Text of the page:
Understanding a prairie means knowing that the more you discover, the less you’ll realize you know. And the more you know, the more you’ll forget. (Sigh.) Even when you do remember, the taxonomists may rename the plants you once knew by heart.

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Perhaps this is what it means to understand a prairie. To look. To ask questions. To marvel. To imagine. To learn. To forget. To ask for help. To be humbled as you do, realizing there will always be more to comprehend. And to accept change.

Knowing you’ll never know or understand the prairie completely —isn’t that the best gift of all? Like a present you look forward to unwrapping… again and again.

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Wayne Fields, whose quote opens this post, is the Lynne Cooper Harvey Chair Emeritus in English at Washington University in St. Louis, MO. As a child, he grew up in Missouri and Iowa before his family settled in Rock Island, IL. He earned his bachelor’s degree from Augustana College, then a masters and PhD at University of Chicago. Fields has been with Washington University since 1968. He lives in Iowa.

All photos in this week’s blog are from the Schulenberg Prairie at The Morton Arboretum, Lisle, IL, copyright Cindy Crosby (top to bottom): tall boneset (Eupatorium altissimum); pasture thistle with insects (Cirsium discolor); purple meadow rue (Thalictrum dasycarpum); Indian grass (Sorghastrum nutans); pale Indian plantain (Arnoglossum atriplicifolium);  butterflyweed (Asclepias tuberosa) flowering spurge (Euphorbia corollata) foliage; possibly pale-blue gentian (Gentiana x pallidocyanea); rough white lettuce (Prenanthes aspera or Nabalus aspera)–a “10” in Gerould Wilhelm’s & Laura Rericha’s Flora of the Chicago Region— thanks Illinois Botany FB page for help on the ID! a new lettuce for me; New England aster (Symphyotrichum novae-angliae) whose latest name from taxonomists is so difficult to remember and to say.

After the Rain

Rain, rain go away. Come again some other day.

Relentless rain. It seems like it will never stop.  Until dusk, when the clouds clear for a bit. Despite the hour, I pull on my boots and go for a hike on the prairie.

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I wade through puddles on the path. Breath in. The prairie smells like it’s been rinsed in mint. Willoway Brook runs full and fast; the sound of water threads the evening air.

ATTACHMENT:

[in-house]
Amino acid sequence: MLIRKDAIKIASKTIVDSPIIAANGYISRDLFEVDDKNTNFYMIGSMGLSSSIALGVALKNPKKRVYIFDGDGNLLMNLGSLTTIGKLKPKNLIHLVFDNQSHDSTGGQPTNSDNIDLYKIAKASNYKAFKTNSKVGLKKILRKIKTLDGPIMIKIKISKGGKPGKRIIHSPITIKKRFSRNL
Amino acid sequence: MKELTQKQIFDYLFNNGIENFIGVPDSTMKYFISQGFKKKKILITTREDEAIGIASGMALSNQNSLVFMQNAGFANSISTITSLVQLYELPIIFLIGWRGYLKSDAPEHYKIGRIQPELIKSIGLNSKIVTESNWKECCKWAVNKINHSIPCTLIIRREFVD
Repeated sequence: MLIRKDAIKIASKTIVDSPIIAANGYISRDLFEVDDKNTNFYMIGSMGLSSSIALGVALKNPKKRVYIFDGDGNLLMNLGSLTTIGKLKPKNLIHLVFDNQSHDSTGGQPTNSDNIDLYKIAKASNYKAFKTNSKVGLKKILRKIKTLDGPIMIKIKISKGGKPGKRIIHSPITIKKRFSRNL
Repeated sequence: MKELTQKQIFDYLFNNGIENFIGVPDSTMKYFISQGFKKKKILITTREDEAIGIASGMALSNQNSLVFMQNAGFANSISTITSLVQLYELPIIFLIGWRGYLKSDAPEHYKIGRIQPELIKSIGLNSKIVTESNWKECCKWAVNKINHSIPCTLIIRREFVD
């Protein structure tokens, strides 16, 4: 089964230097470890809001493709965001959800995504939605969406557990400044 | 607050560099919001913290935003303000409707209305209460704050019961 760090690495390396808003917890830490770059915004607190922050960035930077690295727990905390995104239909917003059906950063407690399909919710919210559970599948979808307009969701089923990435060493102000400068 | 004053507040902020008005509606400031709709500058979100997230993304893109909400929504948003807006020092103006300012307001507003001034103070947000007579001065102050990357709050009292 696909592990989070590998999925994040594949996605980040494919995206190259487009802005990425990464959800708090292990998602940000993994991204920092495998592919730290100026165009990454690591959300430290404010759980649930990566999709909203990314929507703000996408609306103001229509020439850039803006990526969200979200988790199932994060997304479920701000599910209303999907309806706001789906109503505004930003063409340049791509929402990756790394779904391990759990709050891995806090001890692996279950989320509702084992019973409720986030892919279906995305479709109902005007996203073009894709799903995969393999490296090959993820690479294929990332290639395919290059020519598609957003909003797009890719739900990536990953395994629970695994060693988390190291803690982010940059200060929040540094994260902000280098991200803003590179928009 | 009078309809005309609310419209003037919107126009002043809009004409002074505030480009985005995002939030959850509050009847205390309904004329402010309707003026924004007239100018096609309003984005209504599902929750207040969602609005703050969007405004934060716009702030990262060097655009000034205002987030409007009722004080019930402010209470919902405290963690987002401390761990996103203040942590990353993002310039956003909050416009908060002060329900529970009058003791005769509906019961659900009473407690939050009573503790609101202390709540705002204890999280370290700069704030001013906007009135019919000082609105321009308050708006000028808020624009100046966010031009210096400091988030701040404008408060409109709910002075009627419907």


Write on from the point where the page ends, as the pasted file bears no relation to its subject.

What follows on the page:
Grasses string necklaces of water droplets.

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The rain pools in beads on the waxy surface of pale prairie plantain leaves.

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Clouds of mosquitoes whine, whine, whine around my face. I pull on my headnet.

Much better.

A deer, drinking from the overflowing stream, startles at my approach. She crashes off through the oak savanna.

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A red-winged blackbird bounces on a white wild indigo stem, heavy with seedpods. He shrieks a warning: Keep your distance! No doubt a nest is hidden along the stream.

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Water swirls, trapped in the base of cup plant leaves. Goldfinches sip the rainwater before they retire for the night.

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Culver’s root lifts its candles out of the tallgrass; wet and dripping.

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The moon rises, just a sliver shy of full in the East, as the saturated tallgrass turns its flower faces to the last light.

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The prairie sky hangs its clouds out to dry for the night.

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And I remember why I made time to come here…

…after the rain.

All photos by Cindy Crosby of the Schulenberg Prairie, The Morton Arboretum, Lisle, IL (top to bottom): Prairie trail; water droplets on grasses; water beading on pale Indian plantain (Arnoglossum atriplicifolium); white-tailed deer; red-winged blackbird; cup plant (Silphium perfoliatum); Culver’s root (Veronicastrum virginicum); prairie coreopsis (Coreopsis palmata); prairie at dusk.